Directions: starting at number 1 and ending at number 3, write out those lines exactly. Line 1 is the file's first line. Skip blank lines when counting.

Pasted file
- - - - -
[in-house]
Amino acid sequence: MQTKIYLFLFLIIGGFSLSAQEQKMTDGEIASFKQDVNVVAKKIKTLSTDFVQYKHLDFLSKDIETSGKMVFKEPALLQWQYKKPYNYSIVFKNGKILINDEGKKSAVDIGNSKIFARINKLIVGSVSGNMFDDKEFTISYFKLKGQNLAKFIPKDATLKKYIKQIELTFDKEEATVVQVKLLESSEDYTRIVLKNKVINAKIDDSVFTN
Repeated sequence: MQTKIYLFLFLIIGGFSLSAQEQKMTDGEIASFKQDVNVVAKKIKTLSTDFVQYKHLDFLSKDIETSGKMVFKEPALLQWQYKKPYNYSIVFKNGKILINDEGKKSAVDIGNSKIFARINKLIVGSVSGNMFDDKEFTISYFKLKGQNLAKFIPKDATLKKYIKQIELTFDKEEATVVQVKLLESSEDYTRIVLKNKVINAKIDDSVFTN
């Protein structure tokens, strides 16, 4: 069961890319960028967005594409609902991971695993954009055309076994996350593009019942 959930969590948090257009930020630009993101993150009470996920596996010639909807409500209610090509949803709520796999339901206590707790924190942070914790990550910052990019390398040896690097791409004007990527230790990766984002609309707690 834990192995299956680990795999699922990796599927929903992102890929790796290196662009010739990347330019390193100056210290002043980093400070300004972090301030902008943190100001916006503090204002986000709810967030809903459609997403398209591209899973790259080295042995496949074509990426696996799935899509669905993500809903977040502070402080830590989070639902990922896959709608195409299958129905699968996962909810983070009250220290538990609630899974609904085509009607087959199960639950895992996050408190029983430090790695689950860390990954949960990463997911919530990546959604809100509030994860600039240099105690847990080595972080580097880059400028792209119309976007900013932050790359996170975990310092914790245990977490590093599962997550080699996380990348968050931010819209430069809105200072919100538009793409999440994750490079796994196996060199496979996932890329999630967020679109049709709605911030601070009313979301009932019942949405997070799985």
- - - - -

[in-house]
Amino acid sequence: MQTKIYLFLFLIIGGFSLSAQEQKMTDGEIASFKQDVNVVAKKIKTLSTDFVQYKHLDFLSKDIETSGKMVFKEPALLQWQYKKPYNYSIVFKNGKILINDEGKKSAVDIGNSKIFARINKLIVGSVSGNMFDDKEFTISYFKLKGQNLAKFIPKDATLKKYIKQIELTFDKEEATVVQVKLLESSEDYTRIVLKNKVINAKIDDSVFTN
Repeated sequence: MQTKIYLFLFLIIGGFSLSAQEQKMTDGEIASFKQDVNVVAKKIKTLSTDFVQYKHLDFLSKDIETSGKMVFKEPALLQWQYKKPYNYSIVFKNGKILINDEGKKSAVDIGNSKIFARINKLIVGSVSGNMFDDKEFTISYFKLKGQNLAKFIPKDATLKKYIKQIELTFDKEEATVVQVKLLESSEDYTRIVLKNKVINAKIDDSVFTN